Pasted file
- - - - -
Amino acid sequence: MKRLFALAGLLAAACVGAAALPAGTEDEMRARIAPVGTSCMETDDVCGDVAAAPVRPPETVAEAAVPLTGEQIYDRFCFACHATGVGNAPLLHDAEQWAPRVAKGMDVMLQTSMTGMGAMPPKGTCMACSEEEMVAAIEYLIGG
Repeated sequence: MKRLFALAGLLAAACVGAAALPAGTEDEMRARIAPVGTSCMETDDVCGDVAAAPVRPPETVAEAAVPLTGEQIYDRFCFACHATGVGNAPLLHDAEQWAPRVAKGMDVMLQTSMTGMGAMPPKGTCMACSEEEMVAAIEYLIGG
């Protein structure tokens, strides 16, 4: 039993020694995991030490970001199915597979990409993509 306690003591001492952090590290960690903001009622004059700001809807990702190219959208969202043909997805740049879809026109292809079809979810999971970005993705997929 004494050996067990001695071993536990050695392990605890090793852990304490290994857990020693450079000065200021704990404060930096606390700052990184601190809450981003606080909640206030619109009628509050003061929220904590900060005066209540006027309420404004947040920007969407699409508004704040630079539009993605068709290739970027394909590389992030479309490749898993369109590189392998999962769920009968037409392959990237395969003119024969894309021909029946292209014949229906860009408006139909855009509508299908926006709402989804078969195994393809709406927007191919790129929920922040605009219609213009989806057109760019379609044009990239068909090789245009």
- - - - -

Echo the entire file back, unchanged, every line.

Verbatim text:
Amino acid sequence: MKRLFALAGLLAAACVGAAALPAGTEDEMRARIAPVGTSCMETDDVCGDVAAAPVRPPETVAEAAVPLTGEQIYDRFCFACHATGVGNAPLLHDAEQWAPRVAKGMDVMLQTSMTGMGAMPPKGTCMACSEEEMVAAIEYLIGG
Repeated sequence: MKRLFALAGLLAAACVGAAALPAGTEDEMRARIAPVGTSCMETDDVCGDVAAAPVRPPETVAEAAVPLTGEQIYDRFCFACHATGVGNAPLLHDAEQWAPRVAKGMDVMLQTSMTGMGAMPPKGTCMACSEEEMVAAIEYLIGG
């Protein structure tokens, strides 16, 4: 039993020694995991030490970001199915597979990409993509 306690003591001492952090590290960690903001009622004059700001809807990702190219959208969202043909997805740049879809026109292809079809979810999971970005993705997929 004494050996067990001695071993536990050695392990605890090793852990304490290994857990020693450079000065200021704990404060930096606390700052990184601190809450981003606080909640206030619109009628509050003061929220904590900060005066209540006027309420404004947040920007969407699409508004704040630079539009993605068709290739970027394909590389992030479309490749898993369109590189392998999962769920009968037409392959990237395969003119024969894309021909029946292209014949229906860009408006139909855009509508299908926006709402989804078969195994393809709406927007191919790129929920922040605009219609213009989806057109760019379609044009990239068909090789245009």